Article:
Picture: 123RF/viteethumb
Picture: 123RF/viteethumb

Should brands be advertising at all during the Covid-19 crisis? And how should they be communicating with consumers? These were just some of the questions discussed at a recent Kantar webinar, which focused on best practice for advertising and creative development during the pandemic.

“Consumer behaviour has changed drastically in this time, and behavioural change is always linked to emotion,” said Natalie Botha, Kantar’s head of creative development. At present these changes are linked to fear and concern. Kantar’s SA wave 2 Covid-19 Barometer records that consumers are extremely concerned, though less about their health than about financial planning once the crisis is over.

“There are valuable insights here for the way food brands can use this behavioural change to support consumers,” said Botha. “Part of the behaviour change that was recorded is that due to stress and fear some people are eating more healthily while others seem to be snacking more and treating themselves.”

Brands should be thinking small now in terms of what consumers are feeling, said Stuart Walsh, CSO at Grey. For example, with panic buying and stockpiling being the theme of the day, many brands have their products in consumers’ cupboards right now.

Botha said: “This is the time to enforce positive associations as opposed to negative ones aligned to Covid-19. Creativity is key – with many people trying new recipes, it’s an ideal time to encourage them to experiment and be creative, and by so doing create positive connotations.”

When it comes to advertising during this time, wording is crucial. For example, considering the influence of negative phrasing in copy, such as “don’t forget to”, as opposed to the positive “remember to” has an important role to play in either reinforcing fear or overriding it. What consumers want from brands right now is an acknowledgement that life has changed. Moreover, they want to know what brands are doing to help them during this time and are looking for reassurance and positive perspectives.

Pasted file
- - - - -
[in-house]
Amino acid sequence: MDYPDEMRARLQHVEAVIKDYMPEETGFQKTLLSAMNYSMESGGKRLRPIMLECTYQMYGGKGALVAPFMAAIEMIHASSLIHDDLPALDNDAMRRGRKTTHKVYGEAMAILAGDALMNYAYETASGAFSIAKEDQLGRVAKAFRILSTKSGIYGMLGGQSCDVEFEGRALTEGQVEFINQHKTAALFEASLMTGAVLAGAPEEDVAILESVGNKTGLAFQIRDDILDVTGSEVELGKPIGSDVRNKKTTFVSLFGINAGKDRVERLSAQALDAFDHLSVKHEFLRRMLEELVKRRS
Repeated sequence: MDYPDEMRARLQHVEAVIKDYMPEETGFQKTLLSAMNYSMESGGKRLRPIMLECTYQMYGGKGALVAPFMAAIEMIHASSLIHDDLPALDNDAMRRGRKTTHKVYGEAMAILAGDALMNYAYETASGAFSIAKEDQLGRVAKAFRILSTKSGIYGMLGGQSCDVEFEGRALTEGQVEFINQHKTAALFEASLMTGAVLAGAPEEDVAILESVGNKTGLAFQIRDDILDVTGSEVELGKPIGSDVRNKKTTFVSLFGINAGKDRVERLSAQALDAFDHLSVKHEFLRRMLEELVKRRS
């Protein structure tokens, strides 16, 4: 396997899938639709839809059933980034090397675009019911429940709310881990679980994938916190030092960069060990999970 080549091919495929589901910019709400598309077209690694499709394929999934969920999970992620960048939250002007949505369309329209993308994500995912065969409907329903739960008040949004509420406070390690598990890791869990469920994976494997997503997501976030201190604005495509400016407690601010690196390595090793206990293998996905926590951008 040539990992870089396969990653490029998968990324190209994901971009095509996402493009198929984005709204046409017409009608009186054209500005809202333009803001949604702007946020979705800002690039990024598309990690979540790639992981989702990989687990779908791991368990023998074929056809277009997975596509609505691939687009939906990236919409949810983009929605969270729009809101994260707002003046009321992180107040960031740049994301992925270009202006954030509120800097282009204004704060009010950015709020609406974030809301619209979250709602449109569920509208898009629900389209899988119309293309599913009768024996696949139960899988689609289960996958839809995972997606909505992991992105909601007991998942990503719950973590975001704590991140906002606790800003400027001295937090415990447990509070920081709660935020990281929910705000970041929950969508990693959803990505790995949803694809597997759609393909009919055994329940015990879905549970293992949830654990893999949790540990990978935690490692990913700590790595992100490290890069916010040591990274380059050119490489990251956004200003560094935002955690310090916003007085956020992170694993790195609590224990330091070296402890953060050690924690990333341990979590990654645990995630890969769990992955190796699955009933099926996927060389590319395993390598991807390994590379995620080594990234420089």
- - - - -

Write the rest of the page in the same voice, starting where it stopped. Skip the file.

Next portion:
Most agency activity now is taking place in the homes of creatives – and they’re working harder than ever, reported Grey Africa chief creative officer, Fran Luckin.

“Creativity thrives during uncertainty,” she said. “Probably for the first time since World War 2 the entire world is experiencing the same thing at the same time. The implications for creative work are very interesting as this makes communication easier. Creativity also thrives in constraint, so the harder you work it, the better the result.”

Brands have responded with different reactions to the crisis: Volvo through an understanding of safety, AB InBev by repurposing budget to health care and Distell by bottling sanitisers that are not for commercial use. Luckin said: “None of these brands is using these actions for bragging rights –  which would not go down well at this time – they are rather are trying to be useful.” 

SA Tourism is another example of a brand that is not going dark but instead creating messages of hope and help relating to the beauty of SA and the fact that we will travel again, while Netflix’s use of “spoiler alerts” for travellers is an interesting creative tactic from a brand that knows its purpose and provides a guide on how to act, she added.

This is a time for brands to focus on what consumers are feeling and to use creativity to create positive messages of hope as an investment in a brand’s future. Going dark is not an option right now.

Is it appropriate to advertise in the current environment and should advertising be focusing on a product or brand? “There’s an assumption that because of the crisis, consumers will react differently to the way they usual do, as they are driven by their concerns,” said​ Kantar’s global head of creative Daren Poole. “Strategically, one cannot lose sight of the long-term view,” he said, adding that advertising is a business imperative, and life will go on.

“During the constant talk of coronavirus, advertising provides a distraction and escape. Brands should not be going dark now. They need to advertise because consumers tend to remember how brands made them feel during their tough times. It’s an investment in the future of the brand.”

Clearly, while there are no rules that can be applied across brands and categories, going dark should not be an option. Ivan Moroke, CEO of the Insights division at Kantar SA, said: “All brands can spread hope, and there’s no tighter brief than Covid-19.” 

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